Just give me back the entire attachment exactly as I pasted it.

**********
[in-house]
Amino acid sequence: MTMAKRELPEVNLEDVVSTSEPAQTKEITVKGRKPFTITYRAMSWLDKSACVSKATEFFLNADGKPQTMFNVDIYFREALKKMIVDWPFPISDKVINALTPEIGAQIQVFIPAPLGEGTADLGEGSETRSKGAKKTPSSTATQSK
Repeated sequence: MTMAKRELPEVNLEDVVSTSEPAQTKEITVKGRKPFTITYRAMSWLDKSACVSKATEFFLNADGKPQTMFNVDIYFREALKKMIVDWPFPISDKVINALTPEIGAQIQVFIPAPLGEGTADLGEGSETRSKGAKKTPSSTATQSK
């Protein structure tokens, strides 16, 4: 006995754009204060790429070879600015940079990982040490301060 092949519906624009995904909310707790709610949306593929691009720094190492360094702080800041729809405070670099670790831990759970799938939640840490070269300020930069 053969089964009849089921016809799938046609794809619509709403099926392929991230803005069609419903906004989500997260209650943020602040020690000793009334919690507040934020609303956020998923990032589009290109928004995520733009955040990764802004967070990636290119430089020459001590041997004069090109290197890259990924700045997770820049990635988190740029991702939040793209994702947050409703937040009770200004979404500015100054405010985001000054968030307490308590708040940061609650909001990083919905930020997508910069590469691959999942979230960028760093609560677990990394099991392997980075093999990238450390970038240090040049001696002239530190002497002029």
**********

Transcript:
[in-house]
Amino acid sequence: MTMAKRELPEVNLEDVVSTSEPAQTKEITVKGRKPFTITYRAMSWLDKSACVSKATEFFLNADGKPQTMFNVDIYFREALKKMIVDWPFPISDKVINALTPEIGAQIQVFIPAPLGEGTADLGEGSETRSKGAKKTPSSTATQSK
Repeated sequence: MTMAKRELPEVNLEDVVSTSEPAQTKEITVKGRKPFTITYRAMSWLDKSACVSKATEFFLNADGKPQTMFNVDIYFREALKKMIVDWPFPISDKVINALTPEIGAQIQVFIPAPLGEGTADLGEGSETRSKGAKKTPSSTATQSK
């Protein structure tokens, strides 16, 4: 006995754009204060790429070879600015940079990982040490301060 092949519906624009995904909310707790709610949306593929691009720094190492360094702080800041729809405070670099670790831990759970799938939640840490070269300020930069 053969089964009849089921016809799938046609794809619509709403099926392929991230803005069609419903906004989500997260209650943020602040020690000793009334919690507040934020609303956020998923990032589009290109928004995520733009955040990764802004967070990636290119430089020459001590041997004069090109290197890259990924700045997770820049990635988190740029991702939040793209994702947050409703937040009770200004979404500015100054405010985001000054968030307490308590708040940061609650909001990083919905930020997508910069590469691959999942979230960028760093609560677990990394099991392997980075093999990238450390970038240090040049001696002239530190002497002029």